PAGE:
Introducing Volume 31: The Freedom Issue

Travel has always been synonymous with escape and The Freedom Issue explores this in myriad ways. Whether the pieces were written before the pandemic or looking back from lockdown, their thoughts on freedom transcend the current moment, and consider the future of travel in this new context.

all the Editor’s Letters I’ve penned during my time at
SUITCASE, this, my final one, has probably been the most difficult
and unusual to fathom. The concept for the Freedom Issue was
decided in very different times to the unforeseen ones we now
inhabit, and the irony of seeing out its final stages from the
confines of my flat as travel restrictions were put in place, trips
fell through and the fragility of our casual liberties became
quickly apparent was not lost on me.

As the months rolled on, the bars between days on the calendar
blurring into one blank highway of postponed plans and
introspection, we have all witnessed the failures and fractures of
governments and communities worldwide to protect their most
vulnerable, as well as the ensuing and necessary escalation of the
global movement against systemic racism and discrimination that
renders us unequal not just in times of shared trauma, but every
day. Inevitably, then, an atmosphere of uncertainty pervades the
pages ahead – of what it now means to travel, of who is and who
should be granted the access and ability to wander, and of how we
move forward from here, in every sense of the word.

However, there is beauty in uncertainty, too. There are no easy
answers as to how we can navigate the world and our impact on it
more thoughtfully, whether with regards to the natural environment,
entrenched inequality or the legacy we leave. But if we have
learned anything from the horror show that is 2020, it is that is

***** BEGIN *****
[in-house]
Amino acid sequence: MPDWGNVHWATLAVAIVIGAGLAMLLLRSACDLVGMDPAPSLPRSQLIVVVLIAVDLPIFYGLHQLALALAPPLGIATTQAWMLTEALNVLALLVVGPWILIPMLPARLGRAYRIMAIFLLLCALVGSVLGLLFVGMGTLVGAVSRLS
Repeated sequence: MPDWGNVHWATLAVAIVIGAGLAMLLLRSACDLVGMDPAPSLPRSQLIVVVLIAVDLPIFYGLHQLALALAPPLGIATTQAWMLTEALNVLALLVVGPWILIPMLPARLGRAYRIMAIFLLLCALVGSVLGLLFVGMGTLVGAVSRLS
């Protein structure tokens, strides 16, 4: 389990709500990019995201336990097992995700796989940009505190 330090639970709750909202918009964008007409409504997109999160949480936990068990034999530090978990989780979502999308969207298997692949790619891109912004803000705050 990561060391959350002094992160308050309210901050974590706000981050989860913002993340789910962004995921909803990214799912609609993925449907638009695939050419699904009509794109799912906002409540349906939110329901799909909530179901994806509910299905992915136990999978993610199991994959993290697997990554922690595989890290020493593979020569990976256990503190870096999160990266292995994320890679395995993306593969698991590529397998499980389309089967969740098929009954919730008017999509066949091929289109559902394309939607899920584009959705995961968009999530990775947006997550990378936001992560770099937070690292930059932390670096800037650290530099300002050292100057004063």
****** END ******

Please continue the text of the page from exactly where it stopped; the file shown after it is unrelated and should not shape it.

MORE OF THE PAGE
absolutely imperative to spend time trying to find solutions.
Because while moments of crisis can seem terrifying and opaque,
they also offer the opportunity for total reinvention. As writer
Rebecca Solnit beautifully puts it, “It’s as if the pack ice has
broken up, the water starts flowing again and boats can move
through places they could not during winter.”

Whether the pieces in this issue were written before the
pandemic, looking back from lockdown or even in the midst of it,
their thoughts on freedom transcend the current moment and offer
some blueprints for what travel might become within this new
context. There are essays on rediscovering the value and wonder of
places close to home; the impact of overtourism on communities, and
the need to refocus on those who would benefit from our attention
most; the motifs we use to represent freedom, from cowboys to
rainbows, and who they liberate and restrict; and the complicated
ethics of exploring the remotest corners and cultures of the

Travel has always been synonymous with escape – and I hope that
by the time these words reach you, you might be reading them from
somewhere more exotic than your sofa – but in the new world order,
true freedom will not mean being able to hop on and off planes and
go wherever we want, whenever we want. Instead, those of us lucky
enough to emerge with our health and our means intact have a
responsibility to rethink the validity of what we once assumed was
our right. It has been a privilege to investigate these ideas with
you and our wonderful contributors over the last 11 issues. As our
freedom is returned to us, I hope we will use it wisely and

Our former Digital Editor-in-Chief, India Dowley, will
oversee the print magazine from the next issue. Going forward, she
will head up both our print and online platforms.